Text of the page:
Guy, to his credit, said, “no way. You guys go check it out and I’ll wait up here. I’m not going to miss this s**t.” Tears were welling up in his eyes and I knew his shoulder must’ve hurt like hell. I felt bad for him, but I knew after he’d been talking about finding a sunken treasure for so long, there’s no way he would’ve wanted to wait onshore.
Tom and I weren’t about to argue. It was only 10am; we had great scuba gear on board and hours to explore. We suited up and Tom pulled some communication equipment out of their compartments. He gave me something that looked like a bluetooth earpiece and said Guy could keep in contact with us the whole time we were under, just in case a storm or another boat was nearby and we needed to come up.
20 minutes later, Tom and I were on our way down. The water was warm, clear, and beautiful. After only a minute or so, we could see the wreck. It was absolutely massive; way bigger than we’d thought. It was on its side; its three masts sticking straight out. There didn’t appear to be any damage to the structure. It must’ve been on the other side.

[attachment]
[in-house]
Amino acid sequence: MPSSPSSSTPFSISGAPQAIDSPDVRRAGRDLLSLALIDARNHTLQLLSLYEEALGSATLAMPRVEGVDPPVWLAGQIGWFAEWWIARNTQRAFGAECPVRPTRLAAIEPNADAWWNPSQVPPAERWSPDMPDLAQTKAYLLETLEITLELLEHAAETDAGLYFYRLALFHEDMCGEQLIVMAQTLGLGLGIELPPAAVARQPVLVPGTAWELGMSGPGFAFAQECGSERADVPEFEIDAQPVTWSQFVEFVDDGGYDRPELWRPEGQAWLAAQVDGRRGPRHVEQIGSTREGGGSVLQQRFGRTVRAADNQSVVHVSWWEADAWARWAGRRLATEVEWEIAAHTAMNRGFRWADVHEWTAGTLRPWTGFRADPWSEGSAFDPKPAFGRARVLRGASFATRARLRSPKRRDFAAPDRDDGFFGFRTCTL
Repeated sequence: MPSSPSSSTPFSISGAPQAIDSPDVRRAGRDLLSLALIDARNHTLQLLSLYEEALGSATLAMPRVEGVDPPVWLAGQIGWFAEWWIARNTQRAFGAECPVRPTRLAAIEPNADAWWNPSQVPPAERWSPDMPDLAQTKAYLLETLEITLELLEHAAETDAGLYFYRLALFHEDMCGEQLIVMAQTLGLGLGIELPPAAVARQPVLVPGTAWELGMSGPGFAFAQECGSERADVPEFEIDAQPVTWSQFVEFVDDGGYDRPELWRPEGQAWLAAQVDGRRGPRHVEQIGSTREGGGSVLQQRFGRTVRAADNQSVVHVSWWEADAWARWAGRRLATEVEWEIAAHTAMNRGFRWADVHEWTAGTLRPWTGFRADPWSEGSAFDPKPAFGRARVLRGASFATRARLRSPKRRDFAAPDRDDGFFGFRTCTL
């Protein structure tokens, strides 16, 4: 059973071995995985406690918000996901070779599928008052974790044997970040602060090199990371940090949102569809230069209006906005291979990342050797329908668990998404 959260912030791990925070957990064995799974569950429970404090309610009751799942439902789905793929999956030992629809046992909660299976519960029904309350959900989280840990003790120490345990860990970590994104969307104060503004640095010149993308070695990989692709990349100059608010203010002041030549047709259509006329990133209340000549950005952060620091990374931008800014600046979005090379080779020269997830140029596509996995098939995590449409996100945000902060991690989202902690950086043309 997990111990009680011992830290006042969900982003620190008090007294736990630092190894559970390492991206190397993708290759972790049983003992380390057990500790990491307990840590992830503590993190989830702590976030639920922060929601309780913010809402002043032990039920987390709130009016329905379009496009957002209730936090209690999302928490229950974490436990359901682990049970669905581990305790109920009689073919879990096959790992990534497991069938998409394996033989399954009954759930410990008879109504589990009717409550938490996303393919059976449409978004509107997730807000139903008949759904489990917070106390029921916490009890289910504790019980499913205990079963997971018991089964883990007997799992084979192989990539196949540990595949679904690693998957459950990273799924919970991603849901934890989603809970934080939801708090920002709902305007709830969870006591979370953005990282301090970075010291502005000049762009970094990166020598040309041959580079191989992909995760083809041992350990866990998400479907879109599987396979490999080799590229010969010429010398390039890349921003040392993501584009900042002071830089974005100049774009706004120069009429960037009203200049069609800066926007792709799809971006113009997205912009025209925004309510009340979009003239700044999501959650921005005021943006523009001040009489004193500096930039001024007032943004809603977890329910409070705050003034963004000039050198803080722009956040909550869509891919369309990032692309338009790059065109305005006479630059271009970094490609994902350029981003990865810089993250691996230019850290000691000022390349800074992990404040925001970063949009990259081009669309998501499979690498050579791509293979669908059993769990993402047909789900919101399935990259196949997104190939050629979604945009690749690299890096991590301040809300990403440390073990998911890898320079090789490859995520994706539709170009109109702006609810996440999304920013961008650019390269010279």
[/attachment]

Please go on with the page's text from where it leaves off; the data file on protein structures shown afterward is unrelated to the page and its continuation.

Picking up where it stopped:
F*****g Guy, never one to miss an opportunity, made sure Tom and I learned everything there was to know about his Neptara story. We were a captive audience in the most literal sense of the term; we couldn’t turn off his voice until we took off our gear and pulled out the earpiece. Thankfully, our excitement was able to overcome our annoyance.
We reached the ship and quickly saw it wouldn’t be difficult to get inside. There was a large opening in the main deck that led down. In our ear, Guy was talking about Neptara’s drive to build the surface of the world, starting underwater, and then moving to the surface when he was finished. Once he moved up there, humankind would be forced to change.
I followed Tom into the ship. Right away, we saw a skeleton; its surfaces picked clean by scavengers many, many years ago. Tattered clothing hung from the bones, and Tom reached his gloved hand inside a leather purse. He pulled out two coins. They were covered in slimy stuff. He rubbed one of them against the material of his scuba suit, and, gradually, the residue peeled away. In the beam of the flashlight, its surface shone. Gold. I heard him scream something triumphant behind his breathing apparatus.
A couple more bodies floated ahead of us. None of them carried coins. My flashlight passed over another opening which led down further into the ship. “Neptara would move mountains in front of ships in order to affect the lives of the people on the surface,” Guy continued. “Since he couldn’t enter the surface world until he was finished underwater, he aimed to disrupt shipping routes and cause stress on the economy.”